During the March 22 Allen Township Board of Supervisors meeting, business owners Kim and Paul Koehler of Koehler Brothers Collision on Lappawinzo Road expressed noise and safety concerns stemming from a new plinking range at the Lappawinzo Fish & Game Club. 

Koehler said she hears rapid-fire coming from the gun range throughout the day. A neighbor, who prepared a statement read by Koehler, added that the neighborhood sounds like a “warzone…[with] multiple semi-automatic weapons being fired at once.”

Koehler was able to take video recordings of the gun range activities, which she offered to play for supervisors. Live ammunition, she said, is also out in the open and accessible to anyone who walks on the property. Ammunition is also flying over the berms at the rear of the property.

“I am not really sure exactly what is going on,” she told the board. “But they say there are police doing trainings back there.”

She said the rapid firing is heard from her business and lasts for hours at a time. 

“We are really getting concerned for safety,” she told supervisors. “We are not on 100 acres…this is a residential area.”

She shared bylaws from nearby gun ranges, including Blue Mountain, Point Phillips, and Tri Boro. None allow for automatic weapons or rapid firing, she said. 

Township Solicitor Lincoln Treadwell said that regulating private gun clubs can be tricky. 

“Private shooting range issues come up all the time,” he said. “[But] it is a Second Amendment issue…From a municipal standpoint, you have to be very, very careful how you regulate.”

However, Treadwell did add that a 1996 ruling from the Commonwealth Court of Pennsylvania does regulate the hours that the Lappawinzo gun range can operate.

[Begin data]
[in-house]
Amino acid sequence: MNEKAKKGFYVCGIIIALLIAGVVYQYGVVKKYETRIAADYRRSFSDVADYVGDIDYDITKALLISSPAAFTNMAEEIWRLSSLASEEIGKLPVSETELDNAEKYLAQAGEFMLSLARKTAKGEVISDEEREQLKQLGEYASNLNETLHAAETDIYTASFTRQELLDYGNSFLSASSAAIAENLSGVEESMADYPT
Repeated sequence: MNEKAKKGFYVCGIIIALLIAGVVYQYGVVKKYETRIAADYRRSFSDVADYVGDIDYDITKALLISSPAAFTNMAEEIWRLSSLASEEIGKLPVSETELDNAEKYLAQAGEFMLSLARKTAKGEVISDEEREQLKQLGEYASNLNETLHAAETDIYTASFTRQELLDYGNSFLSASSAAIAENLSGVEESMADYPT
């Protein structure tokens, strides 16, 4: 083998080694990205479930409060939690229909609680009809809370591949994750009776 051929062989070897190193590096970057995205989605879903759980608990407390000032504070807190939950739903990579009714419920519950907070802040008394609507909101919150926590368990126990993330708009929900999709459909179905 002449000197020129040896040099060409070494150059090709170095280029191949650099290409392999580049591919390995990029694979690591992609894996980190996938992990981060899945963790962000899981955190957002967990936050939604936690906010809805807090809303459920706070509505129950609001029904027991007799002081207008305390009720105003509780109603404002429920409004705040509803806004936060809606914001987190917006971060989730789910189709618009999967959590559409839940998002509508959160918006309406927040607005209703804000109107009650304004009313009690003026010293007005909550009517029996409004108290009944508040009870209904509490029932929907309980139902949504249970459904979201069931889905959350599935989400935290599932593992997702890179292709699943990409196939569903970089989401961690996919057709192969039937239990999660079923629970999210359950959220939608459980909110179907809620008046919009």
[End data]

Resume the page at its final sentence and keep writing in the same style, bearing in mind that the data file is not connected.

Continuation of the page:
Supervisor Gary Behler asked whether the township can reach out to the club and ask them to “modify the bylaws a bit to be a bit more neighborly.”

When asked whether the Koehler family approached the club’s leadership, Paul Koehler said he was asked to turn in his membership card when he complained. An avid hunter and fisherman who married his wife on the property, he can no longer go there. 

Other concerns include environmental issues. The club was established as a fish and game protective association. However, Koehler says wetlands have moved, man-made ponds have been created, and over 500 tires currently remain stacked in the parking lot. 

Township manager Eileen Eckhart and Treadwell said they will investigate the issue. 

Although the Koehlers’ business has been in the location for over 50 years, they say the activities happening at the club are “different” than anything they heard before and warned supervisors that more residents will probably come forward with complaints as time goes on. Several residents have already notified the Pennsylvania DEP.


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